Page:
I think this stems from the idea that SharePoint enables quick, easy solutions.  Developers are pressured to move as quickly as users.  That is keeping professional developers out of SharePoint and fostering this bad behavior.  IT has learned many lessons over the decades that are being tossed aside because SharePoint is perceived by business as the magic bullet.  More and more, SharePoint users/customers will begin to learn the same hard lessons, and professional developers will be welcomed with open arms.
(For more of my thoughts on professional development in SharePoint, see my SharePoint Developer Orientation blog series... Cross-posted on NothingButSharePoint...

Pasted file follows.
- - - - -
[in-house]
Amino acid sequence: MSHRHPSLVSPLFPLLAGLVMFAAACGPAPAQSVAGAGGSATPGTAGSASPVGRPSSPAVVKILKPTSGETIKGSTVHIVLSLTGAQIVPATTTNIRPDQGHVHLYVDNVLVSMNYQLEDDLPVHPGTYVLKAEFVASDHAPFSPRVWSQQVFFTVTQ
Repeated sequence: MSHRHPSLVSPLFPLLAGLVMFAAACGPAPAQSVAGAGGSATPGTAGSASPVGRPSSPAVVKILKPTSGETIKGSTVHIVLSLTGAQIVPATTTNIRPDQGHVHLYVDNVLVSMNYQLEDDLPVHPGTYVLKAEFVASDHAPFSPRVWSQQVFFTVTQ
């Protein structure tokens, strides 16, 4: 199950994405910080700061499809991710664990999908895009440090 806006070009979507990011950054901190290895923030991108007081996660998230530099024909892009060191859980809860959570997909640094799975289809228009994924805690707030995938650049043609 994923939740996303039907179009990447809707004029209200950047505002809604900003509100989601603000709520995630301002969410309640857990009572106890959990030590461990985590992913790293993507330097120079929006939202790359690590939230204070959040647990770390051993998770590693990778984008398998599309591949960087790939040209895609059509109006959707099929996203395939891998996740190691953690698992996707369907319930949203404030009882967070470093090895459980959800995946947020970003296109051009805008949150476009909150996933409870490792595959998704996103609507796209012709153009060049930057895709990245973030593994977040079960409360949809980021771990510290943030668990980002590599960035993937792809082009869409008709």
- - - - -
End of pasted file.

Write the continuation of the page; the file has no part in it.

Lou Estrada

Posted 21-Nov-2011 by Lou Estrada
Andy Burns

Also agreed, and corollary...

... that Agile development doesn't mean that you can ignore requirements/analysis/design either. Just those get reviewed/repeated during each cycle.

Posted 22-Nov-2011 by Andy Burns